Bodyguard manipulation by a virus

Coccinella septempunctata with Dinocampus coccinellae cocoonHost behavior alteration by viruses is known to assist the development of another organism. An example is a parasitoid wasp that injects viruses along with eggs into a caterpillar. The viral genomes encode proteins that subvert the caterpillar immune response, allowing the wasp larva to develop. A similar strategy may enable safe development of a wasp by a ladybeetle.

The parasitoid wasp D. coccinellae lays its eggs inside a ladybeetle. After 20 days of larval development, a prepupa emerges from the ladybeetle and fabricates a cocoon between the beetle’s legs. At the same time, the ladybeetle becomes paralyzed. It remains on top of the cocoon (pictured; image credit), protecting it until an adult wasp emerges. Remarkably, some ladybeetles then resume their normal lives!

Given what we know about how parasitoid viruses can alter the manipulation of their hosts, it was only logical to search for a virus that paralyzes the ladybeetle. Sequencing of RNA from the heads of parasitized ladybeetles revealed the presence of an RNA virus which the authors call D. coccinellae paralysis virus, DcPV. The virus is a new member of a Iflaviruses, a family of picornavirus-like, (+) strand RNA viruses that infect insects. DcPV was found in wasps in Poland, Japan, and The Netherlands, confirming its cosmopolitain nature.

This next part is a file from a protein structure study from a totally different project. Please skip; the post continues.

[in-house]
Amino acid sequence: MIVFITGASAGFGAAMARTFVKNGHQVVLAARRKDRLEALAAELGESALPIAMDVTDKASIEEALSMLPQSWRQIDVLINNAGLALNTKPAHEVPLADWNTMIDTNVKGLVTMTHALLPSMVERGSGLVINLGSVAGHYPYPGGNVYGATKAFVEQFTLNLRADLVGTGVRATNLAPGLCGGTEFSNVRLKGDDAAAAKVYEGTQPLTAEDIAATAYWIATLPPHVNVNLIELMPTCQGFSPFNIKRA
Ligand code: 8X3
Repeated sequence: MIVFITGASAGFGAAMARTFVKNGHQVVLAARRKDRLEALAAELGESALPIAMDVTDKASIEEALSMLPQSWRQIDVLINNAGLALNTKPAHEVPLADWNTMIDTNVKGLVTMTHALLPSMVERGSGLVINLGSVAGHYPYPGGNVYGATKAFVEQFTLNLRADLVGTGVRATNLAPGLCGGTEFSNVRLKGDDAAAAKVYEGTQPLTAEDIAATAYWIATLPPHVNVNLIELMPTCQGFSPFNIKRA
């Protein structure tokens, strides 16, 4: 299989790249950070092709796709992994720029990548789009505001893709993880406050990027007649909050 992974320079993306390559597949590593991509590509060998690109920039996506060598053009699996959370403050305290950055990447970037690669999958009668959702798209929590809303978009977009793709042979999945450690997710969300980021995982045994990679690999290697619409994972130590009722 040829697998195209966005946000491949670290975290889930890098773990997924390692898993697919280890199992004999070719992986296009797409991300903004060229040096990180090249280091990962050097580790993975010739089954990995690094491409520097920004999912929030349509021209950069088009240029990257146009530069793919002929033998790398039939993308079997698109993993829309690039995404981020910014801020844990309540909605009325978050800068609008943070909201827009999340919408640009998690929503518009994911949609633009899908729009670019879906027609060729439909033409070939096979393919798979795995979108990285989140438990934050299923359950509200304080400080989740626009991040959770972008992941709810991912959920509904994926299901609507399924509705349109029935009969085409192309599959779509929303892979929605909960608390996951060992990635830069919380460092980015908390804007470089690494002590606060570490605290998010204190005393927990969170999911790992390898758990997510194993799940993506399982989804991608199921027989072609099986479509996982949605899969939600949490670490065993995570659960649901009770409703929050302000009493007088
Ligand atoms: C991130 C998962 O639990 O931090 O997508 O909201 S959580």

Viral particles were observed in cells lining the wasp oviducts, but not in the lumen. Viral genomes were undetectable in wasp eggs, became more abundant during hatching, and ceased to replicate in adult wasps. The levels of virus in the ladybeetle abdomen and head increase with time to egress, suggesting that it was transmitted from the wasp larvae to the host. In ladybeetles where the wasp egg did not develop, viral replication does not occur.

DcPV appears to be neurotropic. Before larval egression, no changes were observed in the nervous system of the ladybeetle, but glial cells were full of virus particles. After egression, vaculoles developed in glial cells and neurons degenerated. This damage was less severe in beetles that survived and recovered from paralysis. An expansion of glial cells in these hosts might explain how normal brain functions were restored.

Insects respond to infection with an RNA-based antiviral response. Components of the RNA based immune system were down-regulated during larval development, possibly by viral proteins, allowing virus to invade the nervous system. Resumption of the antiviral reponse might enable recovery of the ladybeetle after emergence of the wasp.

It appears that DcPV is a wasp symbiont that manipulates the behavior of the ladybeetle host to ensure development of wasp offspring. This hypothesis can be tested by removing DcPV from infected wasps, or by adding DCpV to uninfected hosts, and determining the effect on larval development.

We now realize that animals are actually holobionts: an aggregate of eukaryotes, bacteria, and viruses. Therefore host-parasite interactions are really holobiont-holobiont interactions.

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